Non-alcoholic fatty liver disease (NAFLD) is emerging as a prominent condition in Western countries. In this review we describe the characteristics and current treatments of NAFLD and discuss opportunities for developing new therapeutic management approaches, with a particular emphasis on development of animal studies and in vitro assays for identification of components of natural product medicines. The main manifestation of NAFLD is hepatic lipid accumulation in the form of lipid droplets (LDs), known as hepatic steatosis (fatty liver). Current treatments for NAFLD generally aim to reduce triglyceride (TG) accumulation, often utilizing thiazolidinedines (TZDs) and fibrates, which are known to lower TG levels in hyperlipidemia, diabetes and metabolic syndrome. Both of these compounds act through activation of nuclear receptors of the Peroxisome Proliferator-Activated Receptor (PPAR) family, thereby activating genes involved in triglyceride metabolism. Thus treatment using natural PPAR and PPAR ligands, such as polyunsaturated fatty acids (PUFA), has also been considered. Alternatively, natural medicines for the treatment of NAFLD have a long and successful history of controlling disease without prominent side effects. However, active compounds in natural medicine responsible for lowering hepatic TG levels are yet poorly characterized. This points to the need for medium-high throughput screening assays to identify active components within natural herbs. As outlined in this review, the quantification of the size and number of lipid droplets could provide an opportunity to screen compound libraries derived from natural medicine for their potential to reduce NAFLD.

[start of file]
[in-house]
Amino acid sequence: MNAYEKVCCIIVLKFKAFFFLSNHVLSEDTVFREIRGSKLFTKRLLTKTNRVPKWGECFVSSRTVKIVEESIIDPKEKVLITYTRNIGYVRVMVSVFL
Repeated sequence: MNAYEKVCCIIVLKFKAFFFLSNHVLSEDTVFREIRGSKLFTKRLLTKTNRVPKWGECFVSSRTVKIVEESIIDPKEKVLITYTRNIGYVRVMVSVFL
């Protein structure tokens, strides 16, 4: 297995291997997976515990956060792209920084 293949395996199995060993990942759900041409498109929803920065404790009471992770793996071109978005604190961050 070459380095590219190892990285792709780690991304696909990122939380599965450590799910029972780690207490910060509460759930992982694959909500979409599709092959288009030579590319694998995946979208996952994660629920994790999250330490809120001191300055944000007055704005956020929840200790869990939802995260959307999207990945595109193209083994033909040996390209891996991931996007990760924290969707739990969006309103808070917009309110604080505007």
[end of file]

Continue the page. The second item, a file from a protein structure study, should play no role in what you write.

Keywords: Nonalcoholic fatty liver disease (NAFLD), fibrates, thiazolidinediones (TZD), natural medicines, automated screening assays, natural herbs, hepatic steatosis, hepatic TG accumulation, metabolic perturbations, metabolic syndrome, plasma glucose, hepatic necroinflammation, non-alcoholic hepatic steatosis, hormonal and non-hormonal regulators
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